The Canadian Securities Administrators’ (CSA) launch of their client-focused reforms (CFRs) is an impressive step toward higher industry conduct standards and enhanced professionalism. The industry should embrace them.

To start, the reforms finally will better align basic industry practice with clients’ expectations by requiring that clients’ interests come first when firms and their reps are faced with conflicts of interest and when reps are making suitability assessments.

The CFRs aren’t quite the comprehensive best interest standard that investor advocates would like to see, but they at least introduce the principle of prioritizing clients’ interests when that matters most.

Moreover, the CSA recognizes that conflicts are common throughout the industry – ranging from the use of proprietary products to the reliance on compensation schemes that motivate reps to serve their firms’ interests rather than those of their clients. By introducing best interest principles rather than detailed prohibitions, the regulators put the onus on the industry to deal with such conflicts on behalf of their clients.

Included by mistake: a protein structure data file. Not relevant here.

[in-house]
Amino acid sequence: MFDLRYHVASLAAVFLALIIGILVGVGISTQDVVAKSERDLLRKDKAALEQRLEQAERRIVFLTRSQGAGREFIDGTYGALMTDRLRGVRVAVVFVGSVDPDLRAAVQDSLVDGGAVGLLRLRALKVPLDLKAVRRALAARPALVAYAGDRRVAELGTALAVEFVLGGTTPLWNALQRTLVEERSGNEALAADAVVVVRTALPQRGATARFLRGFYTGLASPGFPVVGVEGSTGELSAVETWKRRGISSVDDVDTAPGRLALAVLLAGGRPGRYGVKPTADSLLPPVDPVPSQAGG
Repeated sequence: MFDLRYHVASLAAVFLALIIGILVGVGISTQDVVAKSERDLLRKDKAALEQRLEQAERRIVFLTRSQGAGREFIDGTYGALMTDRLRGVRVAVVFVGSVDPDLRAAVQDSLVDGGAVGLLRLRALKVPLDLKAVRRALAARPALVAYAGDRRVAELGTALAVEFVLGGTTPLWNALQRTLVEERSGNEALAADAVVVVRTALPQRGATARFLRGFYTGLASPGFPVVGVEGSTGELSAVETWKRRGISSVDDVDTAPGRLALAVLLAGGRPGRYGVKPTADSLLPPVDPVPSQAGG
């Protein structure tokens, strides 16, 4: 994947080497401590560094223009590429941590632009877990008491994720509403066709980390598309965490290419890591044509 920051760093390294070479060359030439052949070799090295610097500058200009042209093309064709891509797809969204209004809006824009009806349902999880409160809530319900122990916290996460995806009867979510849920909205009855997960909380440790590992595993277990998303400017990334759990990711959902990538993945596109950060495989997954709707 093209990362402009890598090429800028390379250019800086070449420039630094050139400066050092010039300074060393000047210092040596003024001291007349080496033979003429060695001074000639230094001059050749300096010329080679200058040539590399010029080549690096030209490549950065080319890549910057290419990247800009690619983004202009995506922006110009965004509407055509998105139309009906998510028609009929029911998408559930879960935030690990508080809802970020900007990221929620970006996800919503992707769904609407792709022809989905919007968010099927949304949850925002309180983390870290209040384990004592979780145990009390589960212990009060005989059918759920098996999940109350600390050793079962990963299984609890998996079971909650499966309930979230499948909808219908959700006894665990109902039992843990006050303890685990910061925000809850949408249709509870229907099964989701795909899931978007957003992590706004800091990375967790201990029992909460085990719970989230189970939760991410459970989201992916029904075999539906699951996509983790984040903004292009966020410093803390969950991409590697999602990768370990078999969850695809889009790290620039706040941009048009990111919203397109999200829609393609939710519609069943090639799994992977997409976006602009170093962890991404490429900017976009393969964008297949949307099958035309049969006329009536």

To be sure, the regulators have revised their proposals in several areas, conceding ground to industry concerns about the possible costs of compliance. But the CSA also drew a line in the sand – rebuffing pleas to maintain the status quo or to drag out the exercise with endless consultation.

Most important, these reforms aim to raise standards throughout the industry. Not only is the entire CSA on board, but the industry’s self-regulatory organizations are part of the effort too. Reforms that are both national and comprehensive should help level the playing field throughout the business while also providing a real boost to investor confidence.

Investors can’t be expected to discern the differences among various segments of the industry, so low standards in one area reflect poorly on the entire industry.

By hiking expectations across the board, the CFRs should lift the industry’s image with investors overall – a necessary prerequisite if the financial advisory business is ever to achieve recognition as a genuine profession.